After celebrations were scratched in 2020 due to the coronavirus pandemic, Earth Day is back in 2021 with in-person events designed to raise awareness of environmental issues.
The 17-acre former industrial site in Brighton Park will encompass not only the Park District’s new headquarters, but a field house, nature play space, grand lawn, water features and more. “It’s going to be transformative,” said Park District Board President Avis LaVelle.
Last summer, three Christopher Columbus statues were removed after violent altercations between police and protesters. For months, the sites sat empty. But last fall, a display of Italian American pride banners appeared in place of the former statue in Chicago’s Little Italy neighborhood.
Green spaces have seen unprecedented use during the pandemic, which has left land stewards overwhelmed by crowds, but heartened to see so many new visitors.
Students from Village Leadership Academy will be honored Oct. 16 at Friends of the Parks’ “Parks as Democracy?” annual conference, which will include a presentation from the youth activists.
After a three-year, student-led grassroots campaign, the Chicago Park District Board of Commissioners voted to officially remove the name of Stephen Douglas from what’s now temporarily known as Park 218.
Students leading the movement to change the name of Douglas Park said they were frustrated to have been left out of the board’s meeting Wednesday, and for their broader campaign to have been ignored.
With more than 300 acres in a prime downtown location, it’s no wonder Grant Park is sometimes referred to as Chicago’s front yard. But if you ask the leaders of the Grant Park Advisory Council, some yard work is in order.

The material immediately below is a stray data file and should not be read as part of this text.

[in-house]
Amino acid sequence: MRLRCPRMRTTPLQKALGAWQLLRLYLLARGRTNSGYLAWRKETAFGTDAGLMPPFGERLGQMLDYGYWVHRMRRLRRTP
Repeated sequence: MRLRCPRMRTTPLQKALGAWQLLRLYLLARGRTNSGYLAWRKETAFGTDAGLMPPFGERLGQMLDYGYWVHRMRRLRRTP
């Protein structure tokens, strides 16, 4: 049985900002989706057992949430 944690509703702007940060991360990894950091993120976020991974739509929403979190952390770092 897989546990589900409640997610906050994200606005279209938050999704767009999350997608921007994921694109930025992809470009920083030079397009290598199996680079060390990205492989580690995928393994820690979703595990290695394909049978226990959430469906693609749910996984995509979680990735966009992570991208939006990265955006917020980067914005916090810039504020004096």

The movement to rename Douglas Park after Frederick Douglass had hit a bureaucratic brick wall. Recent shifts in the political and social landscape encouraged activists to keep forging ahead with their campaign, which relaunches Saturday.
Chicagoans will get their yearly fix of cinema under the stars despite the coronavirus, the Chicago Park District announced late Friday. The city’s annual “Movies in the Parks” series is a go, with some key public health restrictions in place.
Chicago parks have reopened — though technically the outdoors was never “closed,” except along the lakefront — but access to facilities and equipment will remain limited.
Despite restricted access to the lakefront and its adjacent parks during the pandemic, most Chicago parks are supposed to be open. Why some residents and park advocates are concerned about equitable access to these much-needed spaces.
In an annual ranking by The Trust for Public Land, Chicago’s park system came in 10th out of the nation’s 100 largest cities, earning high marks for accessibility and amenities.
Since the city shut down lakefront parks and other public spaces in March, there have been calls for more open spaces. But some advocates say that push overlooks the priorities of communities of color, which have been hardest hit by the coronavirus.
Amid stay-at-home orders, park leaders are wondering how to help residents while keeping them safe. Thomas Wogan, executive director of the Blue Island Park District, says he’s trying to stay optimistic.
An influx of visitors has made social distancing difficult, so the preserve was padlocked over the weekend. Nearby, Rosehill Cemetery has also closed its grounds to the general public.